Attention swarming around honey bee population concerns
ELKHORN—Before you swat at a honey bee, think about this: One in every three bites of food you eat is dependent on bees for pollination.
Now think about this: The number of managed U.S. honey bee colonies went from 6 million in 1947 to 2.5 million in 2014, according to the U.S. Department of Agriculture.
And finally: The honey bee population adds more than $15 billion value per year to the agricultural industry and pollinates up to one-third of the world's crops, according to PJ Liesch of the UW-Madison Department of Entomology.
The world's dependence on the honey bee, the bee's unstable population and the impacts on the economy are more than enough to cause concern for John Kendall, president of the Walworth County Beekeepers Club.
“There are all different aspects that we just don't think of and understand,” Kendall said. “If we don't have this honey bee, we're in trouble.”
Factors, including but not limited to, loss of habitat, parasites, pesticides and nutrition have contributed to the dwindling population.
More than 130 fruits and vegetables depend on the honey bee.
Kendall has been dealing with bees and hives for much of his life.
Over the years, he has seen the population struggle and watched anywhere between 40 to 60 percent of a beehive's population die during winter.
The winter, particularly March and April, is the hardest time for bees to hang on because of temperature and moisture, Kendall said.
In the 2013-14 winter, the loss of managed honey bee colonies was 23.2 percent nationwide compared to the 30 percent average for the previous eight years, according to the U.S. Department of Agriculture.
Liesch is cautiously optimistic and glad to see the percentage decrease.
"It's a good sign," Liesch said.
Kendall won't say the bee population is on the rise, but he does say beekeepers are what's keeping the pollinators around.
Kendall, other commercial and hobby beekeepers and researchers are wondering what leads to colony collapse disorder—a phenomenon that causes what appear to be healthy bees to abandon their hives as a collective group, leaving behind few, if no, dead bees, a plentiful supply of food and unborn bees.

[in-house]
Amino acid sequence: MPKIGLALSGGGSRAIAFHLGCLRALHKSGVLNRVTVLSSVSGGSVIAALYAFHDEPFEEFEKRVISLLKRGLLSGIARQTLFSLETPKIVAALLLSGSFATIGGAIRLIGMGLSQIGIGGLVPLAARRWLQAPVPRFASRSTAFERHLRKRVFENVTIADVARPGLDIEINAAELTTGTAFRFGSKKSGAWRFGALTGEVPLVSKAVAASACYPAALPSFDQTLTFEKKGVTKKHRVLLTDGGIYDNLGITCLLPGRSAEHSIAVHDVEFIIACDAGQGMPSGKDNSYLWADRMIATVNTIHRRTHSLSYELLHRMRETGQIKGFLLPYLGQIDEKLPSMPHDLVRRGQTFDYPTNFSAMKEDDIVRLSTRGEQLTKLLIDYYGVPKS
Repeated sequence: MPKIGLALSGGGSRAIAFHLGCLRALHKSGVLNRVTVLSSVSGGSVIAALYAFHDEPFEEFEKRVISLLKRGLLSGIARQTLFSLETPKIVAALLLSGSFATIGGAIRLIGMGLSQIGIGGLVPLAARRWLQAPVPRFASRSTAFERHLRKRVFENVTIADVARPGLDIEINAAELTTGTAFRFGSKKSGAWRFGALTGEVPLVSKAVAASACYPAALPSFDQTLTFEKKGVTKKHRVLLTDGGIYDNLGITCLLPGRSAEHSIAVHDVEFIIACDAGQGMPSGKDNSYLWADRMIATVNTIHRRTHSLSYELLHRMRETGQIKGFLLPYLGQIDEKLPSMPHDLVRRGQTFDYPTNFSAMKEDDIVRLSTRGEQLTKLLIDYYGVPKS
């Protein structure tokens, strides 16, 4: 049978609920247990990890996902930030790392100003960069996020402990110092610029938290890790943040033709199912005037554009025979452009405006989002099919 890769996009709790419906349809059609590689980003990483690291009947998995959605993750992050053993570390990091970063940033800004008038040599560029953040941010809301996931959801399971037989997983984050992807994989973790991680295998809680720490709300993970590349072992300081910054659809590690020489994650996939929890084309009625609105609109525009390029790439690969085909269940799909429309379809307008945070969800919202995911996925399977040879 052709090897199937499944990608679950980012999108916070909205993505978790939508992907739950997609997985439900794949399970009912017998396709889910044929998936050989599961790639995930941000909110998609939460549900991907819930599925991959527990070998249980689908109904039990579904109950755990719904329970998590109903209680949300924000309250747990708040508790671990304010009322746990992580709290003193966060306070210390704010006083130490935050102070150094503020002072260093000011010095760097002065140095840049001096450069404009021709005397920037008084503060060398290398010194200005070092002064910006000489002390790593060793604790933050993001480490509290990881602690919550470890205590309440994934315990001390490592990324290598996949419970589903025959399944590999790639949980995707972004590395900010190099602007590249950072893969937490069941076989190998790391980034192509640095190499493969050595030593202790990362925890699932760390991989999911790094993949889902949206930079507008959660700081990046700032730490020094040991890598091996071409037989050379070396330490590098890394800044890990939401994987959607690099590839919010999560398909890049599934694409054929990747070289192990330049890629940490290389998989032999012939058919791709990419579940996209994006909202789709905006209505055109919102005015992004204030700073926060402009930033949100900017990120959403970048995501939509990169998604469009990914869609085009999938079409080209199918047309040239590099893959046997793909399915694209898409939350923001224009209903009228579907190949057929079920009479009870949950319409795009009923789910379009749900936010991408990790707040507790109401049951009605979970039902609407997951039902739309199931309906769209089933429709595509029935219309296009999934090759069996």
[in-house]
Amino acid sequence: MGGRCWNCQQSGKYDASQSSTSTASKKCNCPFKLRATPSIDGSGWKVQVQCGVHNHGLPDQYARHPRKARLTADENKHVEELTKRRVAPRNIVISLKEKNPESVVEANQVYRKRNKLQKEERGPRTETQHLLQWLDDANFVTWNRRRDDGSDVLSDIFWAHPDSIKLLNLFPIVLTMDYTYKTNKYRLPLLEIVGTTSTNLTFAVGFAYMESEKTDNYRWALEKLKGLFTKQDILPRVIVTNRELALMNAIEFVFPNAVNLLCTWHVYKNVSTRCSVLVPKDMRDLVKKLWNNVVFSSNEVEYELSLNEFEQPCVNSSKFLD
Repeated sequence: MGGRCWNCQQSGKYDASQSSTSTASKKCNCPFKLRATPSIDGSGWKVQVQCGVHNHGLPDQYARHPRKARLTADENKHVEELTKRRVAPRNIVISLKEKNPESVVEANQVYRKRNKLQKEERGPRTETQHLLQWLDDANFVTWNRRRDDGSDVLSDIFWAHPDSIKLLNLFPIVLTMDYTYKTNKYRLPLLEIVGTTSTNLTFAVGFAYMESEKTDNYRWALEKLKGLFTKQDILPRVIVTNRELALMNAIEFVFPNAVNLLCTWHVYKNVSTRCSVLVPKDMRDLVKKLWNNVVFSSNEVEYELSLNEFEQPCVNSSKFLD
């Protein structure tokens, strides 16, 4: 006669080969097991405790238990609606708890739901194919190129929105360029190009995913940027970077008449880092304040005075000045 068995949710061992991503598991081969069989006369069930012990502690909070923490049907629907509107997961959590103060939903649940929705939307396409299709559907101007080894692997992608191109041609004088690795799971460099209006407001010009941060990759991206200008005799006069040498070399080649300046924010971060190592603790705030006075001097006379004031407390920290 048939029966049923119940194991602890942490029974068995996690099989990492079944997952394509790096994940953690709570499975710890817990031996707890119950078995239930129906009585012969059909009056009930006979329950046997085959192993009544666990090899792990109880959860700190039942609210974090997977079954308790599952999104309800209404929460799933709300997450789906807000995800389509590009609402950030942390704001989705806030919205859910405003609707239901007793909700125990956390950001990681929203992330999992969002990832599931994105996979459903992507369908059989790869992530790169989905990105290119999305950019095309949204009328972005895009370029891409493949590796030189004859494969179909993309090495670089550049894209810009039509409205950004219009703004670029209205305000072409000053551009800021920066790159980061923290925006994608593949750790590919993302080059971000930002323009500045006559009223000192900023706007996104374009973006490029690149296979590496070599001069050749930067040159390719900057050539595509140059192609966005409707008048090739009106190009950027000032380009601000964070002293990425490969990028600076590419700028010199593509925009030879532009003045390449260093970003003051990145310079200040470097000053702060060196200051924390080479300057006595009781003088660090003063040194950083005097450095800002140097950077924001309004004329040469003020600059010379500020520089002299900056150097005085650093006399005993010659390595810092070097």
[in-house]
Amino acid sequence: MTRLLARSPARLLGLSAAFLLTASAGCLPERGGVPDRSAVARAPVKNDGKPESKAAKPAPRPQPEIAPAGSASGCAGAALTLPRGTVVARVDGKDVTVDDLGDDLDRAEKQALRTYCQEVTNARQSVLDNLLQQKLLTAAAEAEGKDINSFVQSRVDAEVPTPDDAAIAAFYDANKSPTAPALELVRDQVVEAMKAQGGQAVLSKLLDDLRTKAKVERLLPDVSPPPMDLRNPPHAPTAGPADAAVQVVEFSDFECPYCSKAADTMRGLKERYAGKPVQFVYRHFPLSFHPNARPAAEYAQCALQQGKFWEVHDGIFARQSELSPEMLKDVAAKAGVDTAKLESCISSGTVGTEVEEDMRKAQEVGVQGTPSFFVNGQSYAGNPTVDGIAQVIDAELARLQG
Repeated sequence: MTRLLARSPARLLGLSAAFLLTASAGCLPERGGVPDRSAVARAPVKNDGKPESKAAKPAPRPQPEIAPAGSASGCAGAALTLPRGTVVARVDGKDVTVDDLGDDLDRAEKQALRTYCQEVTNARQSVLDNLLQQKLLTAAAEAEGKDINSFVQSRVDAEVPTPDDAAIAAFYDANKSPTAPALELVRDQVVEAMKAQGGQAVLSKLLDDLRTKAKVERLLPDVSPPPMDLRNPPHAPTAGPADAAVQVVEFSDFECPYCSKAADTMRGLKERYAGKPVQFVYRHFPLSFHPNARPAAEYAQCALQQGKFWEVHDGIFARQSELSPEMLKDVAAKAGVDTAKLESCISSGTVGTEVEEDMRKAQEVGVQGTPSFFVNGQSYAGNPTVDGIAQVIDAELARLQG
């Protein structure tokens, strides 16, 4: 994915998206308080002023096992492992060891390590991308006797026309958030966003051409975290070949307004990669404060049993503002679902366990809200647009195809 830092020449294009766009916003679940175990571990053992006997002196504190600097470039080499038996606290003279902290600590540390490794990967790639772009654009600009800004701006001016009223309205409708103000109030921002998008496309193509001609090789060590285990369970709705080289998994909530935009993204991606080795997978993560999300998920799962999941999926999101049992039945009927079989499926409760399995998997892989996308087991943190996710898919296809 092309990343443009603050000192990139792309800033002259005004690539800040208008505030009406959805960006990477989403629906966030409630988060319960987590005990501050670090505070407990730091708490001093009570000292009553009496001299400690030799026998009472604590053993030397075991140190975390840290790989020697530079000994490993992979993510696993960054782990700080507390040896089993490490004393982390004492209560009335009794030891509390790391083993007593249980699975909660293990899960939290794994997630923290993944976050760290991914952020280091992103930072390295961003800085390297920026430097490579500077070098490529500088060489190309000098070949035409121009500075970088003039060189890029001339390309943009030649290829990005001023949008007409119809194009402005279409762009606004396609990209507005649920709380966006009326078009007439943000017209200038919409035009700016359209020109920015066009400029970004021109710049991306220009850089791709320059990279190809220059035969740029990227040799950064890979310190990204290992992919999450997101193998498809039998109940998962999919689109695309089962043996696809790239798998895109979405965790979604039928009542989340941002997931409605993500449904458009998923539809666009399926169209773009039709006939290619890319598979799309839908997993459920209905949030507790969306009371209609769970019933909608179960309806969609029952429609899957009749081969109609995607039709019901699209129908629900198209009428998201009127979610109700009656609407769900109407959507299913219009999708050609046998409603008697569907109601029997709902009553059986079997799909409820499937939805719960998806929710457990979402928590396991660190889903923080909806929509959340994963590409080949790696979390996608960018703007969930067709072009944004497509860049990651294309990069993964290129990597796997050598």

Colony collapse has been a major issue for the past decade, Liesch said.
“Prior to 1985, a beehive would last you a long time,” Kendall said. “It would last years and years and years. Where as today, if you get four years, you're lucky in the northern part of the United States. We have so many issues it's hurting us. The longevity just isn't there like it used to be.”
Last week, President Barack Obama may have become the honey bee's new best friend.
In a presidential memorandum, he established a Pollinator Health Task Force to devote resources to researching how to help pollinators recover from population losses, create an action plan and goals and educate the public on how they can help the situation.
The “severe yearly declines create concern that bee colony losses could reach a point where commercial pollination industry would not be able to adequately recover,” the memo states.
The U.S. Department of Agriculture also announced $8 million in incentives for Wisconsin, Michigan, Minnesota, North Dakota and South Dakota farmers and ranchers who create new habitats for honey bees.
The president's proclamation is a step in the right direction, Kendall said.
“I feel that it's time the government is going to step in and acknowledge the honey bee is in a stressed situation right now,” Kendall said. “If something isn't done, it will be very devastating.”